Yesterday, I talked about how to crap on mobile browser users by burying your lead. Today, I talk about how it craps on your own promotional vectors — specially Facebook.
When someone shares a link on Facebook, it looks something like this:
Here I’m making folks who follow my Facebook profile aware of my mouthing off. Facebook intelligently grabbed the start of my article, in this case the first 48 words. Now, 48 words isn’t enough to say “hey, here’s what I’m talking about” — after all, there is an art to this whole “introduction” thang. Still, let’s look at some others.
One of Mine That Sucks
This is one of the ones that made me think more about this whole “craft a good intro” thing. Look at that and tell me if it actually conveys anything. Since the original post just has that as the first paragraph before the blockquote hits, that tells me a bit about how Facebook treats such content. Doing that only gave me 26 words. Whee.
Some of the Recent EHP Family Posts
Here are three posts, from Fred Hicks, Rob Donoghue, and Paul Tevis, provided with merely academic comment. I think you can draw your own conclusions. (And seriously, this isn’t easy to always remember. Especially if you don’t use Facebook much or at all.) The images link to the original posts.
(Comment: Notice that it cuts Fred off. That’s normal; it does that when it hits a certain length. I suppose I could spelunk the Facebook API to find out the particulars, but the great thing about this is that I don’t have to. I can be a lazy user.)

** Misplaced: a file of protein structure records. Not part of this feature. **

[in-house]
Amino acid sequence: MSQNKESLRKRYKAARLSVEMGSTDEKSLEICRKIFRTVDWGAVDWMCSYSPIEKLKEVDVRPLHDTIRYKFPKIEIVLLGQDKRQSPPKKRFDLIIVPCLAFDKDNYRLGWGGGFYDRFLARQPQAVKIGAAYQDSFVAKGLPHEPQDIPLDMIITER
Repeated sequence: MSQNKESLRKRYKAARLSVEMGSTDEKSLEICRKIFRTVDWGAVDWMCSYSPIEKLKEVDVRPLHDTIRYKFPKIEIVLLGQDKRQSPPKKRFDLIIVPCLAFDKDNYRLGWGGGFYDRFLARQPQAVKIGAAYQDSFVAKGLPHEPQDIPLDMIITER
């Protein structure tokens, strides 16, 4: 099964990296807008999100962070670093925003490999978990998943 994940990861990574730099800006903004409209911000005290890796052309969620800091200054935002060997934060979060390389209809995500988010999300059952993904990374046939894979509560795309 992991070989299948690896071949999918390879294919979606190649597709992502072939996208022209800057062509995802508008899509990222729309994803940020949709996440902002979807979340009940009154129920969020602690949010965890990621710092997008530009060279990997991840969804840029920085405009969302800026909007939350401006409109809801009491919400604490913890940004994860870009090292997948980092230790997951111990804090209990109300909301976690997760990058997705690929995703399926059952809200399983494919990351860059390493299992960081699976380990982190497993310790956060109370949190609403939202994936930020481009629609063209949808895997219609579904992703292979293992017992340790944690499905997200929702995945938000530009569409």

It’s Not Just You
I’d like to say that it’s evident of the links about that it’s not just you that’ll do links to your stuff on Facebook. Your fans & friends will, as well. So even if I was all “fuck Facebook, I hate having vectors of self-marketing that are cheap and easy, and also, hey, mah peeps,” your peeps will use it. So take note.
Here Daniel Perez Liked my post, thanks to the WordPress plug-in Add To Any. So you see what he did, how it looks, and overall the effect is has on the timeline others see. Of course, someone who likes it could click the Share button in Facebook and propagate it, meaning that whatever ends up being in the blurb based on your initial few dozen words will be spread around the Internet.
Back to that D&D Post
Let’s take a look at what that D&D post I talked about yesterday looks like as a Facebook link.
That’s very unfortunate, but not the blogger’s fault. The browser rendering looks nice enough, but Wizard’s markup doesn’t play well with social media. Goes to show you that older faux-blog technology is more of a hindrance than folks realize.
Hopefully this is of use to folks looking to make use of social media like Facebook to, you know, actually rock your social network-fu.